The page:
Business

Saturday 21 September 2019

Tech to fore as world's latest mega-hub opens for business

Cabin crew from Turkish Airlines at the new terminals, which opened last Monday. Photo: Reuters
Cabin crew from Turkish Airlines at the new terminals, which opened last Monday. Photo: Reuters

Mark Evans

Dublin Airport last week appointed a Spanish-Irish consortium to build its new 3.1km-runway but the long-awaited project - although massive in Irish terms - pales in comparison to what's happening on the edge of Europe.

Istanbul Grand Airport aims to be the world's largest, handling up to 200 million passengers a year in the next decade, eclipsing the current busiest, Atlanta Hartsfield, which handles 103 million a year.

The Sunday Independent joined the world's media to get a sneak preview of the facility, with phase 1 (with a passenger capacity of 90 million) now open for a limited number of flights. National carrier Turkish Airlines is set to move its entire passenger operation to the new airport at the end of December, the single biggest airport move in history. It replaces Ataturk Airport, which handled 63 million passengers last year, including from its double-daily service to Dublin.

The scale of the €10.2bn project to build the world's latest mega hub is staggering - larger than Manhattan Island. It will eventually feature 143 boarding bridges, six runways, 500 check-in desks and a terminal floor area that's five times the size of that of the Empire State Building, with a terminal roof 23 times the area of Rome's Coliseum.

"Ataturk is a great airport, but it's too crowded. There was no single bit of room left for growth," said Kadri Samsunlu, CEO of iGA, operator of the new airport. "This is three times bigger in area so you don't have that crowded feeling once you are here."

Which is a valid point, with the old airport creaking at the seams, and wall-to-wall with transiting passengers.

What's interesting, though, is what it heralds for the future of airports, and passenger experience. As an airport started from scratch, the bells and whistles of the Internet of Things can be added at the planning stage.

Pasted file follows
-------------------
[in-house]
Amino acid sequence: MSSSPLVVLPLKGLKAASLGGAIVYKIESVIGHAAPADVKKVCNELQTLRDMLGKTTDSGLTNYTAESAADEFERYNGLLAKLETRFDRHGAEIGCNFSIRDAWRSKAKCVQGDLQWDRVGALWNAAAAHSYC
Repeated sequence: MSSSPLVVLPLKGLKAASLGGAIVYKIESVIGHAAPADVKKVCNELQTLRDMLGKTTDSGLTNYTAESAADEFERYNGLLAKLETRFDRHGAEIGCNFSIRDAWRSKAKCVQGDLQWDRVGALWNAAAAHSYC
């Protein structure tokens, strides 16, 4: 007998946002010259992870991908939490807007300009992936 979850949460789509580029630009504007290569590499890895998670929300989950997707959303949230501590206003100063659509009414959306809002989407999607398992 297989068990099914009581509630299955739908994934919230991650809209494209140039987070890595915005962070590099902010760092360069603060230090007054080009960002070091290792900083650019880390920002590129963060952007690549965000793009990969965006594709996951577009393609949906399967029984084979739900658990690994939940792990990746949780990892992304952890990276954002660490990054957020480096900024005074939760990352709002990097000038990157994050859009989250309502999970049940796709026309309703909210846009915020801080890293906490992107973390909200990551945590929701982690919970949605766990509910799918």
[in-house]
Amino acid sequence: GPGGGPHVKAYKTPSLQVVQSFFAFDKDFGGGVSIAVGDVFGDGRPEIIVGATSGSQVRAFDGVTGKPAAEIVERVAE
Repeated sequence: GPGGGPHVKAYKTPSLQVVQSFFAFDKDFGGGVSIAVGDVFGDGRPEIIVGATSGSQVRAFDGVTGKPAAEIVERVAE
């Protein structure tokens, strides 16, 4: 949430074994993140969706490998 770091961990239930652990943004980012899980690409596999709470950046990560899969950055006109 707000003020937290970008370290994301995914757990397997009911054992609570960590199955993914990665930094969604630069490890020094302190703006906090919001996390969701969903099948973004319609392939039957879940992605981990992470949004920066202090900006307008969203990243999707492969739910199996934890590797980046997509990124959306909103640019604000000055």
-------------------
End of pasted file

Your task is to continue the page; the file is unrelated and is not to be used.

The most interesting development is tracing passengers via the iGA app in the near future.

Passengers, the operator promises, can be traced from door to airport gate, directing you to your flight through what will be a sprawling concourse with beacons tracking your phone signal. It's not a new technology, having been deployed already on cruise ships, but not on this scale.

Although the airport is 35km from the city centre (further than at present), the app is designed to guide passengers to the best routes based on local traffic data. That's a big improvement on Ataturk, where my drive from the airport took an hour and a half in the city's notorious rush-hour gridlock on the E5 highway and just 15 minutes on the return leg in the early hours of the morning.

The airport will also feature driverless cars, which are being tested at the moment, along with robots - 10 in all. Robots have been trialled in the likes of Amsterdam Schiphol and Dubai International in the past, but again not on this scale.

It will be home to a police robot to videotape the terminals and passing passengers, along with robots to clean the terminals, or guide passengers to their gates or give information, chief information officer Ersin Inankul, told this column.

Given its geography, on the edge of Europe and Asia, the bulk of passengers will be using it as a hub to connect onwards, with Samsunlu seeing a shift in aviation eastwards. Anchor tenant Turkish Airlines will provide around 75pc-plus of flights, using the airport to further expand its route network, which is already the world's largest by city.

Ease of transit will be a make or break issue, but the airport will also feature first of its kind innovations. One is end-around taxiways, where aircraft can taxi around active runways, speeding up movements, and cutting out delays.

The other is a new computerised baggage reader, funnelling luggage through a 42km-long baggage system with the capacity to process 30,000 items an hour, and storage for 10,800 pieces.

To keep security tight, the airport will feature 9,000 CCTV cameras in the terminals. "A cosmopolitan city like Istanbul [Europe's largest; population 15 million] has 22,000," said Mr Samsunlu.

It's not such a big issue for the Irish business traveller, but if you are parking a car, it can also be traced using the smart car feature on the app. Which is handy as the airport will have Europe's largest car park, with 40,000 spaces, compared to 15,000 in Munich Airport and 2,600 at Dubai International.

The one downside is that the dedicated metro rail link won't be in place until 2020. For now, 150 buses will link the airport to existing train stations, but I'd recommend taxi via the new Northern Marmara highway, which gets passengers from the city centre to the airport in just half an hour.

Sunday Indo Business

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